Date Presented 04/02/2022
OT interventions for individuals diagnosed with autism spectrum disorder (ASD) often emphasize areas of functioning such as attention, sensory processing, and social responsiveness. It is essential to understand the relationships between these variables to develop best-fit interventions. This study demonstrates that sensory processing plays a mediating role in the relationship between attention and social responsiveness with young adults with and without autism.
Primary Author and Speaker: Olivia J. Green
Additional Authors and Speakers: Jewel E. Crasta
PURPOSE: Attention deficits and sensory symptoms are common features of autism spectrum disorder (ASD) and are often associated with limited social functioning (Baranek et al., 2018). While research has shown that individuals with ASD demonstrate deficits in attention, sensory and social areas, the dynamic relationship between these variables needs to be further investigated (Kojovic et al., 2019). The purpose of this study was to evaluate the impact of attention on social responsiveness by using sensory processing as a mediator, in young adults with and without autism spectrum disorder (ASD).
DESIGN: This study employed a cross-sectional, quantitative design.
METHOD: A total of 48 participants were recruited via convenience sampling. Twenty-four participants had a diagnosis of autism (M = 23.3 years, SD = 3.8) and 24 participants were age-matched, neurotypical (NT) peers (M = 24 years, SD = 3.5). To assess attention, participants were administered the Test of Everyday Attention (TEA). To assess sensory processing and social responsiveness, participants completed the self-report forms, Adolescence and Adults Sensory Profile (AASP) and the Social Responsiveness Scale-2 (SRS-2) respectively. Mediation analyses were completed to evaluate how sensory processing mediated the relationship between attention and social responsiveness. Mediation analyses examine if a relationship between two variables are explained by a third variable, and full mediation implies that the mediator fully explains the association between these two variables (Hayes, 2017). All four AASP quadrants were used as mediators to evaluate how different areas of sensory processing impact the relationship between attention (TEA total score) and social responsiveness (SRS-2 total score). These analyses were also completed within each group to compare the relationship in adults with and without ASD.
RESULTS: Across all participants, mediation analyses demonstrated that the low registration and sensation seeking AASP quadrants were consistent with full mediation and accounted for 70% and 40% of the variance in the relationship between attention and social responsiveness respectively. Mediation analyses with the other quadrants were not significant. For both mediation models, the mediational hypothesis was supported and attention was no longer a significant predictor of social responsiveness after these mediators were controlled for. Within group analyses indicated that, for the low registration quadrant, the relationship between attention and sensory processing trended towards significance in the ASD group (B = -.24, SE = .12, p = .07), but this relationship was not significant in the NT group (B = -.06, SE = .13, p = .63). Low registration was a significant predictor of social responsiveness for both the ASD and NT groups (B = 3.2, SE = .58, p<.0001, and B = 2.6, SE = .38, p<.0001 respectively). Models with other quadrants were not significant for within group analyses.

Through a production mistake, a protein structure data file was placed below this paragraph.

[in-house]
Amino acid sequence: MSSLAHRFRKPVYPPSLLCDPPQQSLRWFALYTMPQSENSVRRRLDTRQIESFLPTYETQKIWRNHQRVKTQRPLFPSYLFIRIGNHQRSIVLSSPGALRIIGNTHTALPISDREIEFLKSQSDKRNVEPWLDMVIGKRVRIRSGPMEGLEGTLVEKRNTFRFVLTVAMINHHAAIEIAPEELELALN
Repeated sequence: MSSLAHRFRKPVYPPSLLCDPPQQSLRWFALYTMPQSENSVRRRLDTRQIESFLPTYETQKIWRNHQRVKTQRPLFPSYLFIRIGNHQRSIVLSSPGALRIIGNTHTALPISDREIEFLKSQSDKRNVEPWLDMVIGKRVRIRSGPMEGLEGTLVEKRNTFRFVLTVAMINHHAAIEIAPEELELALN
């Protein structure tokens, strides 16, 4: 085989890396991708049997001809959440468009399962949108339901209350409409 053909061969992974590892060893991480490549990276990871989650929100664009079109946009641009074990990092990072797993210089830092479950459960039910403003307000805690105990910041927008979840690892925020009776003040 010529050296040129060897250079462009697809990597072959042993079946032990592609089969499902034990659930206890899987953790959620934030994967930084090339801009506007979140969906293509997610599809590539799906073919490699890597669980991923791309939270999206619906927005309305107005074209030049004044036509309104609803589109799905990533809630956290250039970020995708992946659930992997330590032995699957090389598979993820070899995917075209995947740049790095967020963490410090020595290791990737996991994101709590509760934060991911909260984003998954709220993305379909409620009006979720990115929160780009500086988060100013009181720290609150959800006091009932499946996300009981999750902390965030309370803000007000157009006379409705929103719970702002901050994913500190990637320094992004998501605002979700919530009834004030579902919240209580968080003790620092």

CONCLUSION: Low registration and sensation-seeking quadrants on the AASP fully mediated the relationship between attention and social responsiveness. The within-group analyses suggest that the pattern of relationship between attention, sensory processing, and social responsiveness was likely driven by the ASD group.
IMPACT STATEMENT: The pattern of associations observed between attention, sensory processing, and social responsiveness suggests that adults with greater attention issues have greater sensory and social impairments. Understanding the relationships between these variables will guide therapists in developing effective interventions to target the foundational attention and sensory skills to ultimately improve social functioning in adults with ASD.
Baranek, G.T., Woynaroski, T.G., Nowell, S., Turner-Brown, L., DuBay, M., Crais, E.R., Watson, L.R. (2018). Cascading effects of attention disengagement and sensory seeking on social symptoms in a community sample of infants at-risk for a future diagnosis of autism spectrum disorder. Developmental Cognitive Neuroscience, 29, 30-40.
Hayes, A. F. (2017). Introduction to Mediation, Moderation, and Conditional Process Analysis, Second Edition: A Regression-Based Approach. New York: NY: Guilford Publications.
Kojovic, N., Hadid, L.B., Franchini, M., & Schaer, M. (2019). Sensory processing Issues and their association with social difficulties in children with aurism spectrum disorders. Journal of Clinical Medicine, 8(1508), 1-16.